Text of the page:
In 2016, following consultations with refugee community members and service providers, RCOA published an important report on family separation for refugee communities. Far too often, people from a refugee background who have participated in RCOA’s consultations have reported that the physical security offered by Australia is offset by the ongoing mental anguish of family separation.
Unfortunately, these issues have not been addressed and continue to severely impact on refugee communities settled in Australia. The following brief provides a background on family reunion for refugee communities and makes recommendations to address this issue.
Family separation and reunion: an introduction
RCOA welcomes the Australian Government’s commitment, through the New York Declaration, to “consider the expansion of … flexible arrangements to assist family reunification”. As such, we look forward to working with the Government in improving family reunion for refugee communities.
Family separation is costly, both to refugees and to the wider Australian community. There is enormous pressure on people in Australia to support relatives in refugee situations overseas, which was seen to both compound the stress of family separation and impose a significant financial burden on people attempting to settle in Australia. Family separation deprives people of social and emotional support critical to positive settlement outcomes.
Family reunion is more than just reuniting with loved ones. Many former refugees in Australia still have family members in countries of origin and asylum, where persecution, war, poverty and violence is ongoing. Being able to reunite with their family is one way, and often the only way, people are able to ensure their family is safe.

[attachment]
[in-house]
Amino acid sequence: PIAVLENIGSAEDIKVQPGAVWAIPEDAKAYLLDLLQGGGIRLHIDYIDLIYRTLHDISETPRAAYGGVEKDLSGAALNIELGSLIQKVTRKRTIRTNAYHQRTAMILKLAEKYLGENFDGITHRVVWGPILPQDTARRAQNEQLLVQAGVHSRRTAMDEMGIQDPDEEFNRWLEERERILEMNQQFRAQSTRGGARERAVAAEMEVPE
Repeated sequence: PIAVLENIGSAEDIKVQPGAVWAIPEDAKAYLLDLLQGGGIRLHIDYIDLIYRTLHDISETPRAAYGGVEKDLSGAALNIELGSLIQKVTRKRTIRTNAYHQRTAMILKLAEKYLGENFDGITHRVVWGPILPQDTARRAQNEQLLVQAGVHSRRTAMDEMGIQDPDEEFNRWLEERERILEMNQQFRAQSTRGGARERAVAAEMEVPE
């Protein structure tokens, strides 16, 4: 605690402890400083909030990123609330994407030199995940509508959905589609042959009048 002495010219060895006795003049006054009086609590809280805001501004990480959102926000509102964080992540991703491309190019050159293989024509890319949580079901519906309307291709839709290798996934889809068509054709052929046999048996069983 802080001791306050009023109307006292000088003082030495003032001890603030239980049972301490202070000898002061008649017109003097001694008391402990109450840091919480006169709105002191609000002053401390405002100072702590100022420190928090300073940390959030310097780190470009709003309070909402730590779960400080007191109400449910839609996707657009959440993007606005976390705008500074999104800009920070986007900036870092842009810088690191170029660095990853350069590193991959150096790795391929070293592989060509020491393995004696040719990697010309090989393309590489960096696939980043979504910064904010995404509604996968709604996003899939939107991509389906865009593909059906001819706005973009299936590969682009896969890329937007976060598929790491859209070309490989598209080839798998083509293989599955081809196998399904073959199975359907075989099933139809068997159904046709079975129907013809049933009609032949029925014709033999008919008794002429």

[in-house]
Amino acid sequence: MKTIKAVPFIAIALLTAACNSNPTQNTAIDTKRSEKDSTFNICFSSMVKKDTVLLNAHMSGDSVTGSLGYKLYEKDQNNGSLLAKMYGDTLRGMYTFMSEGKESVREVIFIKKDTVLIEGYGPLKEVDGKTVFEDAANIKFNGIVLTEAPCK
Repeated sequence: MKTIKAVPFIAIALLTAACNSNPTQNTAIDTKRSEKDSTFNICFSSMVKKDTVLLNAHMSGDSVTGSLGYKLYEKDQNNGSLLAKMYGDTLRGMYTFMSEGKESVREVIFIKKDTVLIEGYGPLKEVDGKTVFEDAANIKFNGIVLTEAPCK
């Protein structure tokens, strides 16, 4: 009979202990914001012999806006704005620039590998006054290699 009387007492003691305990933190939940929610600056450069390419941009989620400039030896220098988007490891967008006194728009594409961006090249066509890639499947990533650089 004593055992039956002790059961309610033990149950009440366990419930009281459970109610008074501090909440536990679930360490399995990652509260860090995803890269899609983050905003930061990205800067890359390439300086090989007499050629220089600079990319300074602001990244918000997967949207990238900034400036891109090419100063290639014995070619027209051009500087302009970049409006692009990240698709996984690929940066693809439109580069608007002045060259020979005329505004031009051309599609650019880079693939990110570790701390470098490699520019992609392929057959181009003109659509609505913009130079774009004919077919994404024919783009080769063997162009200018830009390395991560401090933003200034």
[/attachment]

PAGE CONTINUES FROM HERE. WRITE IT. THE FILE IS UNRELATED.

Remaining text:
Family separation is also one of the most significant contributors to mental health problems for refugee communities. Barriers to family reunion significantly contribute to the need for increased mental health services and the costs associated with these services. The danger that families may face overseas, and the trauma this causes to family members in Australia, was highlighted by a Hazara man from Afghanistan:
I don’t care about myself, I’m losing my mental health. Mostly what hurts me is my family are in a very insecure place, I just recently helped them move out of those places and find a new place. I am facing insecurity with my family. My friend says I would not be able to do anything for the community because I have lost my mental health. I want my family to be better than me. I wish the Australian government would do something for these people, first those who are here, then they can help and do for other people.
As RCOA has highlighted regularly, family reunion significantly impacts people’s ability to settle in Australia. The lack of family reunion creates many problems for people to obtain an education, find and hold stable employment, and develop new social networks. This has a significant long-term impact on the Australia economy, preventing people from rebuilding their lives and contributing to Australia.
In contrast, if people can bring their family to Australia more easily, they are able to move on with their lives, have social and cultural connections and have additional family members to provide care and support. Likewise, by reuniting family members, community members are not forced to send money overseas, keeping additional money in Australia to contribute to our economy.